Meet Facilitec’s talented chief architect, David Collins, and learn about his commercial interiors design career, view on workspace design trends and secrets to project success.
Born in Harrogate, Tennessee, David grew up on the campus of Lincoln Memorial University, where his father was the Business Manager. He received his architectural degree from the University of Tennessee and spent the next ten years in New York City, where he worked for several architectural firms, including an extended stint at HOK, and directed large-scale interior relocations for numerous clients. In 1994, he moved to Atlanta. Currently, with more than 30 years of experience designing a wide variety of corporate spaces, he leads Facilitec’s architectural team and manages the quality control of each project to maintain Facilitec’s highest standards of excellence and ensure client satisfaction.
A: I was influenced in architectural design because it combined my interests in both art and science. I was drawn to commercial interiors over buildings because when I first started out in architecture, I worked on a large commercial interiors project for AT&T. I realized this involved much more close contact with the client and the actual people using the space than doing the shell architecture. This was a path where I could really affect people’s lives in an intimate way and make a difference in their total workplace experience.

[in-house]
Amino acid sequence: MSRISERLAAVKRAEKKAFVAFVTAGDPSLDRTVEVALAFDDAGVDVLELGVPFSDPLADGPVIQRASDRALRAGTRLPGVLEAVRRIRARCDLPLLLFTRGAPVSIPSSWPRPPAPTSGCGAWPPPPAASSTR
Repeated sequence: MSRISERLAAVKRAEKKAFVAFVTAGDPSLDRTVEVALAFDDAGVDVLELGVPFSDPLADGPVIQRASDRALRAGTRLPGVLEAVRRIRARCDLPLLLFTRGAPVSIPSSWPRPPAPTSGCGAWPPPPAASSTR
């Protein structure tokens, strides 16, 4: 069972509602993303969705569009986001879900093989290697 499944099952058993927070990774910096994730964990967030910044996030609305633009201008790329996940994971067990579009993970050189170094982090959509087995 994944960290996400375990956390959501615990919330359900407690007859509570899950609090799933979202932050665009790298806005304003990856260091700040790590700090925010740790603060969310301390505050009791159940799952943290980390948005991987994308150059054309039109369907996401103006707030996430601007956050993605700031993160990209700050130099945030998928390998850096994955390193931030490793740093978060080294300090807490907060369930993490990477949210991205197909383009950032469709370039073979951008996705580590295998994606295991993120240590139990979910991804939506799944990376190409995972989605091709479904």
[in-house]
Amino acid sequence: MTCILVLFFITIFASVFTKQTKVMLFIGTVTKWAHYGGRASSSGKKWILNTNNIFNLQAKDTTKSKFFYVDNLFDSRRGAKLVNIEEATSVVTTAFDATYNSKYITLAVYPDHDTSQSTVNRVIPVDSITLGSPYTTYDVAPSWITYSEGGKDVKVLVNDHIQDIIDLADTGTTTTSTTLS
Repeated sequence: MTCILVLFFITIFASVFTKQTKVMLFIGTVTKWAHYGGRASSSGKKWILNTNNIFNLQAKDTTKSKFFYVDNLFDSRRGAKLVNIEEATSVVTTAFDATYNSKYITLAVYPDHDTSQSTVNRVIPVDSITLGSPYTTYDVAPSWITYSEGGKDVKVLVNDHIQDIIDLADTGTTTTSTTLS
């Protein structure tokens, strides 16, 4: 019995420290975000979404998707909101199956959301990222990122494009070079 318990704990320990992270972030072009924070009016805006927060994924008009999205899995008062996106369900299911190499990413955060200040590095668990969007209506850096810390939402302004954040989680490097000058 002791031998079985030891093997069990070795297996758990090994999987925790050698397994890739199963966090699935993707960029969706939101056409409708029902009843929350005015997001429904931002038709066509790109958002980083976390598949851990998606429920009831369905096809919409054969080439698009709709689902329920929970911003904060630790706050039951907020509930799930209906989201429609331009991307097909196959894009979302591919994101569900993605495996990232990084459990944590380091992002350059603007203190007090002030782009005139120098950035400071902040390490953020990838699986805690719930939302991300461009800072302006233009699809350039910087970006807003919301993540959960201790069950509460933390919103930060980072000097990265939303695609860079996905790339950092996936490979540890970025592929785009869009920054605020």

A: My first job during college was with the University of Tennessee Agricultural Engineering Department where I designed “waste-management” facilities and swine research structures. I always say, when you start off designing for pigs, there’s nowhere to go but up.
Important client considerations:
1. How do you perform your work? What tasks do you perform?
2. How and how often to you meet?
3. How do you work – in teams or individually?
A: Personal workplaces are getting smaller with the need for less storage of paper and reference materials. However, the space gained from reducing personal workspace is now being redistributed to common areas where employees can meet and collaborate or get away from their desk to work in a different environment.
A: We recently completed a project for the State of Georgia Vital Records headquarters. Here, we moved the employees to smaller workspaces while providing common areas for small groups to meet or have private conversations. This space also made extensive use of glass to provide not only an open environment but also to allow light to flood all areas of the workplace.
A: I did have a project once that had to accommodate two full-size taxidermy deer in the lobby.